This page of the College Safety and Security Toolkit concerns Behavioral Intervention Teams.
According to the National Behavioral Intervention Team Association (NABITA), a behavioral intervention team (BIT) is a cross-campus team that meets regularly to detect “red flags” in student or group behavior over time.
The team collaborates, collects information, identifies risks, and intervenes when appropriate to protect people from harming themselves or others.
Behavioral Intervention Teams use a proactive approach that balances the needs of the student who may be in crisis and the overall safety of the campus community.
To be successful, Behavioral Intervention Teams must have cabinet-level support and oversight.
Behavioral Intervention Team membership is based on the position, not the individual.
The National Behavioral Intervention Team Association, identifies three main groups of members for a BIT: core members, inner and middle circle members, and outer circle members. Team members should have the necessary experience or expertise to bring significant value to the team.
An administrator or higher-level member of the cabinet should serve as chair.
Core members — mandatory attendance
Core members are required to attend meetings and often include representatives from:
- Campus safety and security
- Student conduct (often the vice president for student services/affairs)
- Housing and residential life
- Case managers
- Human resources or academic administration
Inner circle members
Inner circle members are generally at every meeting and represent a constituency that is critical to the team.
- Academic affairs
- Health services
- Vice president for student services/affairs
- Faculty representative
- Human resources
- Student activities
- Legal counsel
Middle circle members
Middle circle members are invited when they may have insight into a smaller constituent group. Examples include:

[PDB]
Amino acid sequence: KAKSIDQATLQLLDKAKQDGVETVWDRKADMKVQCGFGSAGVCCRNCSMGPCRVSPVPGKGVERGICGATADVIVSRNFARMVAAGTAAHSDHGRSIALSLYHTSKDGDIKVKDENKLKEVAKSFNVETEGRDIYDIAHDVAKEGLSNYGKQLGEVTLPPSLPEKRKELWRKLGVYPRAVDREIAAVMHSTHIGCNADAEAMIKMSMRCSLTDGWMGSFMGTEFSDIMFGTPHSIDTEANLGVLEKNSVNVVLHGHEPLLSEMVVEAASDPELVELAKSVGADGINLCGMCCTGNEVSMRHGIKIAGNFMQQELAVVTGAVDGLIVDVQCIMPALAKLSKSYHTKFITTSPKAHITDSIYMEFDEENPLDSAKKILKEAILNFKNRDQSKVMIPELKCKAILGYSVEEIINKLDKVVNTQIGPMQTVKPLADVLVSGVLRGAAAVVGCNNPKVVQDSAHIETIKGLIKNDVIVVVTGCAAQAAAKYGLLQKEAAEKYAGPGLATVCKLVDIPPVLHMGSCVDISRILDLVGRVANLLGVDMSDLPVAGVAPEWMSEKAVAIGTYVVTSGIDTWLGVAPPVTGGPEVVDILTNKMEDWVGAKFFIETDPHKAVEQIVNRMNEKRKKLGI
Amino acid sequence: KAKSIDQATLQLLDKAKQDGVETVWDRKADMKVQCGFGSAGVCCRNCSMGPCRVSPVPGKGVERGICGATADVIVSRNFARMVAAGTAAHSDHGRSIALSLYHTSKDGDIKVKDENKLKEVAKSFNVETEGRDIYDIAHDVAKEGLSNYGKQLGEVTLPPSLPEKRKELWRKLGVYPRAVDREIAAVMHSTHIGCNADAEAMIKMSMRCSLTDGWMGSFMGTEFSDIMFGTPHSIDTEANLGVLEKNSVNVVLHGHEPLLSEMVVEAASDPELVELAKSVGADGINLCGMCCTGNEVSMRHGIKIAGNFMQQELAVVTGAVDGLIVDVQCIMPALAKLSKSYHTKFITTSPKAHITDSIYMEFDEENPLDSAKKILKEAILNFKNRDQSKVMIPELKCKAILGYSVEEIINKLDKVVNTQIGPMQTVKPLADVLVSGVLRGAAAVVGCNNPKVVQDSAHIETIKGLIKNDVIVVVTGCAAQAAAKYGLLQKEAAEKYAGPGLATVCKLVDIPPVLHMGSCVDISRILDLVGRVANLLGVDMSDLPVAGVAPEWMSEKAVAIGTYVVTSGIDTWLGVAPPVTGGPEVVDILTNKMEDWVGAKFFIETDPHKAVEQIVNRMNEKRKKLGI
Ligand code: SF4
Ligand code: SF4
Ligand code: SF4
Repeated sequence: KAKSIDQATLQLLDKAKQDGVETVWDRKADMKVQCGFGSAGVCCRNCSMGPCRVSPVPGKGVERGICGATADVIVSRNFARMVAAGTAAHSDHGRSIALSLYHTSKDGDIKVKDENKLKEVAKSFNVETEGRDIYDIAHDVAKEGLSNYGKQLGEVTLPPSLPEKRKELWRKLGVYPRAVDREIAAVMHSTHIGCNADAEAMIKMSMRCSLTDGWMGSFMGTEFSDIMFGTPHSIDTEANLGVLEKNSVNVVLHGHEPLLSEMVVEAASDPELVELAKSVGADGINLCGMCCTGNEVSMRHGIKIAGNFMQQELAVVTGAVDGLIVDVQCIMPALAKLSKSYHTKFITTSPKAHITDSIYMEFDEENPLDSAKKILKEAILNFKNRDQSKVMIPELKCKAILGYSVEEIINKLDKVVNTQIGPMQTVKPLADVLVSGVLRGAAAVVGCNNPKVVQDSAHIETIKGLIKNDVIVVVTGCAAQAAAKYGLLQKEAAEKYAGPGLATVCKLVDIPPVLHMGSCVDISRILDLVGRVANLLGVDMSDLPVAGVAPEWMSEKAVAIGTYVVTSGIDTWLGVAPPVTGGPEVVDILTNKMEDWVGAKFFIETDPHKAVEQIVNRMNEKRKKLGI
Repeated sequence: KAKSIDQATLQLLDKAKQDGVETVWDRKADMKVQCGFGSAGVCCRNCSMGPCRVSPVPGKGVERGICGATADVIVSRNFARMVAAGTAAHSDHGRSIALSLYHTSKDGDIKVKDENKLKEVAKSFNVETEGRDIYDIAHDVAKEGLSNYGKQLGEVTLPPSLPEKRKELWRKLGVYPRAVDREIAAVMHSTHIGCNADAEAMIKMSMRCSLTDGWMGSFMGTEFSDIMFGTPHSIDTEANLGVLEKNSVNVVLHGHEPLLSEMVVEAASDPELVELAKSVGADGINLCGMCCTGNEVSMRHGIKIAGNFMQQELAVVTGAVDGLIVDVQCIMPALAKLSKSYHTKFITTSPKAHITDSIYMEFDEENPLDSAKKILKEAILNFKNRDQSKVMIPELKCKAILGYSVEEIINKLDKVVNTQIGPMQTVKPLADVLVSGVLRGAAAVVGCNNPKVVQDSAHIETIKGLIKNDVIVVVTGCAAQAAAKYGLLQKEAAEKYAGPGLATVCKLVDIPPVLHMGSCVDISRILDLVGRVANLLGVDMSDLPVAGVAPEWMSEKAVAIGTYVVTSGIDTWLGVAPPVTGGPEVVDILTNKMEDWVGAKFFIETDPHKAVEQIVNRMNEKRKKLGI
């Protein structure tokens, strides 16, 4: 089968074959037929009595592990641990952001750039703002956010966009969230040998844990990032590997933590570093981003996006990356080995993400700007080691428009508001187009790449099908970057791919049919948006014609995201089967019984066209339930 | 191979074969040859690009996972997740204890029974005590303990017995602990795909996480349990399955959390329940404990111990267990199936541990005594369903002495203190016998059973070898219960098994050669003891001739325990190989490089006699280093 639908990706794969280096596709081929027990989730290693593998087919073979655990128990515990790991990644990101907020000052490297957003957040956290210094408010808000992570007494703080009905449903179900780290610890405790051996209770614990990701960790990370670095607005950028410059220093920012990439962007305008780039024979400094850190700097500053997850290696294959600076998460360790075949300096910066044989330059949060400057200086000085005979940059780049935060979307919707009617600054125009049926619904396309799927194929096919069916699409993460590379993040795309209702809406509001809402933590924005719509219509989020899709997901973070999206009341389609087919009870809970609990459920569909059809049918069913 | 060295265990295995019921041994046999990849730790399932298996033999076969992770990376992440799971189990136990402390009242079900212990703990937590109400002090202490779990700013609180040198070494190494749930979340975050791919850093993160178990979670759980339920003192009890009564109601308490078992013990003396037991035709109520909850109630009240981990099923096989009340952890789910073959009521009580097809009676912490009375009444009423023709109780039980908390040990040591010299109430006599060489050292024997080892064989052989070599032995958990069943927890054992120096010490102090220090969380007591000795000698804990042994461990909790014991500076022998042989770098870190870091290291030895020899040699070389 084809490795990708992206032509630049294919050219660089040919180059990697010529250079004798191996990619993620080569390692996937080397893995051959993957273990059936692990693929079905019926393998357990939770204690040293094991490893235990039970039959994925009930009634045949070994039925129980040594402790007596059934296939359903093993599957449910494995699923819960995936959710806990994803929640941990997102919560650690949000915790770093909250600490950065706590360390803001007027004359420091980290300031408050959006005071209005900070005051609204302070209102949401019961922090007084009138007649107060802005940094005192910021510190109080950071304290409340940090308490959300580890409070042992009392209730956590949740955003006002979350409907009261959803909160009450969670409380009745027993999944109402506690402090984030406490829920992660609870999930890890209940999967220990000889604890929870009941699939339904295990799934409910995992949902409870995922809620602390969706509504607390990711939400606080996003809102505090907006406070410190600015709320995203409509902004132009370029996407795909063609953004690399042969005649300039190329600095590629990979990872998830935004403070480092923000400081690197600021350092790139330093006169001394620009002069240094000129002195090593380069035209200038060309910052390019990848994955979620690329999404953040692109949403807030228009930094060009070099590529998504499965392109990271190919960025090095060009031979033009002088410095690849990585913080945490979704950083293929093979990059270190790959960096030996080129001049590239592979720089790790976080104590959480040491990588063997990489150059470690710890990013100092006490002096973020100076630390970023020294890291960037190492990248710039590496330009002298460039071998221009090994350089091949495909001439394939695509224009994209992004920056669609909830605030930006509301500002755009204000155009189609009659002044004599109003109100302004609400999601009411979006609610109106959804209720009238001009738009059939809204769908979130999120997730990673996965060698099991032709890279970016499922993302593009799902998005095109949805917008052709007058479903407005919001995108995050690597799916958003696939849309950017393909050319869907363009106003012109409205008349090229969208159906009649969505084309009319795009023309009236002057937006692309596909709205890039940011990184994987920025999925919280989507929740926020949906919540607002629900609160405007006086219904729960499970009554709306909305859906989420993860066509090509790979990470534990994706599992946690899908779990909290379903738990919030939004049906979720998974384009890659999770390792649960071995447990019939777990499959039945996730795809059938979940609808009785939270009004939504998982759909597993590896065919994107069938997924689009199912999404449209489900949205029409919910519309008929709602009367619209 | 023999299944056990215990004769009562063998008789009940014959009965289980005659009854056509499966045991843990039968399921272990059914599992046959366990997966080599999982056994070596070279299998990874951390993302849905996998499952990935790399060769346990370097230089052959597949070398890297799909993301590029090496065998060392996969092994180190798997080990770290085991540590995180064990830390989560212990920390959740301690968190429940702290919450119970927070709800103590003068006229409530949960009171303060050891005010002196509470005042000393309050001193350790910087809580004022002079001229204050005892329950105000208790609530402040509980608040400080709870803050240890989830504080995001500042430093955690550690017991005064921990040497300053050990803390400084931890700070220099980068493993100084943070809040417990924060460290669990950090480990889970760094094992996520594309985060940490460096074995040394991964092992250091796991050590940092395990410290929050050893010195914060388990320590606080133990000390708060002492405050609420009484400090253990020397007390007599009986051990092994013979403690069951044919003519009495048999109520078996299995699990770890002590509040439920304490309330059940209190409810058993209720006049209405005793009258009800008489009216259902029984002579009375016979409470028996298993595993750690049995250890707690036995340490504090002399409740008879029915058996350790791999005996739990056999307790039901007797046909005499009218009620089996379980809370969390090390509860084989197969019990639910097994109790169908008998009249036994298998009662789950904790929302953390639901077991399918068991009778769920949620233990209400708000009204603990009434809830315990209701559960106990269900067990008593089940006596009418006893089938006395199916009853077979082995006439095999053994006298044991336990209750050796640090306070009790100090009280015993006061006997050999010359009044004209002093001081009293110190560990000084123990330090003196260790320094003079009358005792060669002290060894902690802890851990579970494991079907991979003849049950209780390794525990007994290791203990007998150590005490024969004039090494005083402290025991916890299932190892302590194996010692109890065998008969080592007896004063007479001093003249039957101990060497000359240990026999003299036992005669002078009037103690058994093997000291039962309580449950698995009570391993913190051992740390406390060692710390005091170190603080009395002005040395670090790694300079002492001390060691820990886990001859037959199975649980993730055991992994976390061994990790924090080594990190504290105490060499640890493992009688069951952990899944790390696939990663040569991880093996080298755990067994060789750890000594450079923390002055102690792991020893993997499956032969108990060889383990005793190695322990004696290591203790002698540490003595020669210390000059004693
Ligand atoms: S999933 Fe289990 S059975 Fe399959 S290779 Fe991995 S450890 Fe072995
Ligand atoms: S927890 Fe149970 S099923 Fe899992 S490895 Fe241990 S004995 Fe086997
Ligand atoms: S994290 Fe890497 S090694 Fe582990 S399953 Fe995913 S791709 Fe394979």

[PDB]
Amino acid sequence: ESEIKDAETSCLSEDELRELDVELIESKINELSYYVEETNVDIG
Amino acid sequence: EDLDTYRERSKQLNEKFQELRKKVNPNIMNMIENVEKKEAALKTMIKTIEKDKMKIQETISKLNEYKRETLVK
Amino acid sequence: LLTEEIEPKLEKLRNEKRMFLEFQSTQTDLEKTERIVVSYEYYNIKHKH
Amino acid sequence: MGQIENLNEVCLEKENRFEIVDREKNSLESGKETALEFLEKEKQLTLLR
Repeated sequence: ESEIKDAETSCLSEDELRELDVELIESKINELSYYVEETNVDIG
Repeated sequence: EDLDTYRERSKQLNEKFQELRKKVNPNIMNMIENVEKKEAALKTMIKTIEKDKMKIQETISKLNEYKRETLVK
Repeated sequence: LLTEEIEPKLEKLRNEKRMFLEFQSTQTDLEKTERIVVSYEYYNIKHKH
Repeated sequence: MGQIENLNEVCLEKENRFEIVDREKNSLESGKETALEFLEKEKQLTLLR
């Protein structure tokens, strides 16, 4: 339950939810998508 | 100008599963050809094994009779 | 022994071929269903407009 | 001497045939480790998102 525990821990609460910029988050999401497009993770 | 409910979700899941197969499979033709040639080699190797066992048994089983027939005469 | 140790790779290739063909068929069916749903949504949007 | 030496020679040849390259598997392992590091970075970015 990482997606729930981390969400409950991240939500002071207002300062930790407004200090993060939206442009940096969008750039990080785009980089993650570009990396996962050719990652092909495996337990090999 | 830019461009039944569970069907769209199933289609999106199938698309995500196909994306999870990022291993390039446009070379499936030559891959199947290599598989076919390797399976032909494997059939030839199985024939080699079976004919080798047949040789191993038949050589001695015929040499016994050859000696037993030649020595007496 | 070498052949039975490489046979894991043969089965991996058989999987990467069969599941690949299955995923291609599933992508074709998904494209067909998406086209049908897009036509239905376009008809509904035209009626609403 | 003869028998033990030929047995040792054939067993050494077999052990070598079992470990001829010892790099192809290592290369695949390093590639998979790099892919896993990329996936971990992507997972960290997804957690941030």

- ADA coordinator
- Financial aid administrator
- Athletics staff member
- Community mental health staff (for example a psychiatrist or counselor)
- Title IX administrator
- Risk manager
- Veterans affairs employee
- Multicultural affairs staff
- First-year programs coordinator
- Student success and achievement staff
Outer circle members
Outer circle members do not attend meetings, but they are kept in the loop when the BIT needs to reach out to the student or a related party. Examples include:
- General faculty members
- Administrative staff and support staff
- Deans, assistant and associate deans
- Academic advisors
- Coaches and assistant coaches
- Student organization advisors
- Family members of the reported person
- Friends of the reported person
Law enforcement as adhoc members
The Safety Security and Emergency Management Council also recommends including, as needed, local law enforcement officers as adhoc members. These officers may be able to provide:
- Access to information and resources
- More robust assessment of the individual
- Subject matter expertise
- Knowledge of behavior outside of college
Possible obstacles to involving local law enforcement as adhoc members:
- Lack of knowledge about the Family Educational Rights and Privacy Act (FERPA)
- The possibility that the officer might be required to act by law or department policy
Team scope of work
According to the National Behavioral Intervention Team Association, a BIT:
- Receives reports of disruptive, problematic, or concerning and/or disruptive behavior by students, faculty/staff and community members. (Reports may come from co-workers, community members, friends, colleagues, etc.)
- Conducts an inquiry/investigation
- Performs a threat assessment
- Determines the best mechanisms for support, intervention, warning/notification and response
- Deploys its resources, and the resources of the community, and coordinates follow-up
Individual scope of work
Each Behavioral Intervention Team member must understand his/her scope of work within the context of team's responsibilities. Typically, a member's scope of work mirrors the normal job function.
Behavioral Intervention Teams make recommendations, but do not dictate the actions of individual departments.
According to the National Behavioral Intervention Team Association, most BIT teams meet once a week or twice a month and have a set meeting time (e.g., Tuesdays at 3 p.m.). These meetings are generally 60–90 minutes in length. If a core member of the team cannot attend, he or she should name a proxy.
Emergency BIT meetings may be necessary.
When there are no cases to discuss, that time should be used for professional development, to conduct tabletop exercises, and to review procedures and processes.
SSEMC recommends the following resources from the National Behavioral Intervention Team Association website.
Standards for Behavioral Intervention Teams
NABITA Standards for Behavioral Intervention Teams outlines 20 core standards for Behavioral Intervention Teams.